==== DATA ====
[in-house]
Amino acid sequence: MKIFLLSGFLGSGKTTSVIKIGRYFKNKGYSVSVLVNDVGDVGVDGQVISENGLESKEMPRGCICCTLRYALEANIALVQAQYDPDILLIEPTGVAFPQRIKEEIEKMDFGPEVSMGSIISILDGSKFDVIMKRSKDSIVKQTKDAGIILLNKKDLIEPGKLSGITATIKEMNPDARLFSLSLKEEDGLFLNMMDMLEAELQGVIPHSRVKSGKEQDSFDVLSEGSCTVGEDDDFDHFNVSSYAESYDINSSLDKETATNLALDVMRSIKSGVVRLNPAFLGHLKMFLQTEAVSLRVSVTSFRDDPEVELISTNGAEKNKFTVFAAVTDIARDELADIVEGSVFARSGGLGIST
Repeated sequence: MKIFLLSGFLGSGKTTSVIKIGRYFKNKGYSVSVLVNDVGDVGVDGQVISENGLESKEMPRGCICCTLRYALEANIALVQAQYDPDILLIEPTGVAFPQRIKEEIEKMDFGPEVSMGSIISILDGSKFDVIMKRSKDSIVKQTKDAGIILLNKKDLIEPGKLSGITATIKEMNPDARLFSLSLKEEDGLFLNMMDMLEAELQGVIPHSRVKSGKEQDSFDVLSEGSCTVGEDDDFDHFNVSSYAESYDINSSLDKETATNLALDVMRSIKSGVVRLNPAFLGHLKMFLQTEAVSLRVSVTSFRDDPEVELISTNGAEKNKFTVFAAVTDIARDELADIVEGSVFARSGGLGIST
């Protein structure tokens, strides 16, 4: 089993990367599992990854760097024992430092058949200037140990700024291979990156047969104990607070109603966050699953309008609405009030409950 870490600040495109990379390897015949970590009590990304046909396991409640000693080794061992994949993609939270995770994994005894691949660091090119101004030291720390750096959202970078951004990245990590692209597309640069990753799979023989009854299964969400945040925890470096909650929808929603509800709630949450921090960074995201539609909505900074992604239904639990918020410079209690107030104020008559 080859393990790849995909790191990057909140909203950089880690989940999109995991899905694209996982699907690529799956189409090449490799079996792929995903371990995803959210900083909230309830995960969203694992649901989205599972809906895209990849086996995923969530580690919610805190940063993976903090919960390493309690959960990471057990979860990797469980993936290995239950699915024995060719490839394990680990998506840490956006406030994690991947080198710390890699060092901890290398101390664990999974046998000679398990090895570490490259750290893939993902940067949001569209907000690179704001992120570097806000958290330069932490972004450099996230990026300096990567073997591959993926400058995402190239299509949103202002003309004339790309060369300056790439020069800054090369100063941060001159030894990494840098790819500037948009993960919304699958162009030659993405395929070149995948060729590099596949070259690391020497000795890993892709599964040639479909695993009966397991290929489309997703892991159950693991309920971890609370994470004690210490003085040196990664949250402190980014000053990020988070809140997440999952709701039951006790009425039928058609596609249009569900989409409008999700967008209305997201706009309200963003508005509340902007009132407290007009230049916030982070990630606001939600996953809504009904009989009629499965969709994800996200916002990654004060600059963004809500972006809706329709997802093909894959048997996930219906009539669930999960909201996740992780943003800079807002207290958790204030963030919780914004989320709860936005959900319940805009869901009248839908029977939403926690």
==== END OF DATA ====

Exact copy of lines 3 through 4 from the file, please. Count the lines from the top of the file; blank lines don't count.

Repeated sequence: MKIFLLSGFLGSGKTTSVIKIGRYFKNKGYSVSVLVNDVGDVGVDGQVISENGLESKEMPRGCICCTLRYALEANIALVQAQYDPDILLIEPTGVAFPQRIKEEIEKMDFGPEVSMGSIISILDGSKFDVIMKRSKDSIVKQTKDAGIILLNKKDLIEPGKLSGITATIKEMNPDARLFSLSLKEEDGLFLNMMDMLEAELQGVIPHSRVKSGKEQDSFDVLSEGSCTVGEDDDFDHFNVSSYAESYDINSSLDKETATNLALDVMRSIKSGVVRLNPAFLGHLKMFLQTEAVSLRVSVTSFRDDPEVELISTNGAEKNKFTVFAAVTDIARDELADIVEGSVFARSGGLGIST
């Protein structure tokens, strides 16, 4: 089993990367599992990854760097024992430092058949200037140990700024291979990156047969104990607070109603966050699953309008609405009030409950 870490600040495109990379390897015949970590009590990304046909396991409640000693080794061992994949993609939270995770994994005894691949660091090119101004030291720390750096959202970078951004990245990590692209597309640069990753799979023989009854299964969400945040925890470096909650929808929603509800709630949450921090960074995201539609909505900074992604239904639990918020410079209690107030104020008559 080859393990790849995909790191990057909140909203950089880690989940999109995991899905694209996982699907690529799956189409090449490799079996792929995903371990995803959210900083909230309830995960969203694992649901989205599972809906895209990849086996995923969530580690919610805190940063993976903090919960390493309690959960990471057990979860990797469980993936290995239950699915024995060719490839394990680990998506840490956006406030994690991947080198710390890699060092901890290398101390664990999974046998000679398990090895570490490259750290893939993902940067949001569209907000690179704001992120570097806000958290330069932490972004450099996230990026300096990567073997591959993926400058995402190239299509949103202002003309004339790309060369300056790439020069800054090369100063941060001159030894990494840098790819500037948009993960919304699958162009030659993405395929070149995948060729590099596949070259690391020497000795890993892709599964040639479909695993009966397991290929489309997703892991159950693991309920971890609370994470004690210490003085040196990664949250402190980014000053990020988070809140997440999952709701039951006790009425039928058609596609249009569900989409409008999700967008209305997201706009309200963003508005509340902007009132407290007009230049916030982070990630606001939600996953809504009904009989009629499965969709994800996200916002990654004060600059963004809500972006809706329709997802093909894959048997996930219906009539669930999960909201996740992780943003800079807002207290958790204030963030919780914004989320709860936005959900319940805009869901009248839908029977939403926690």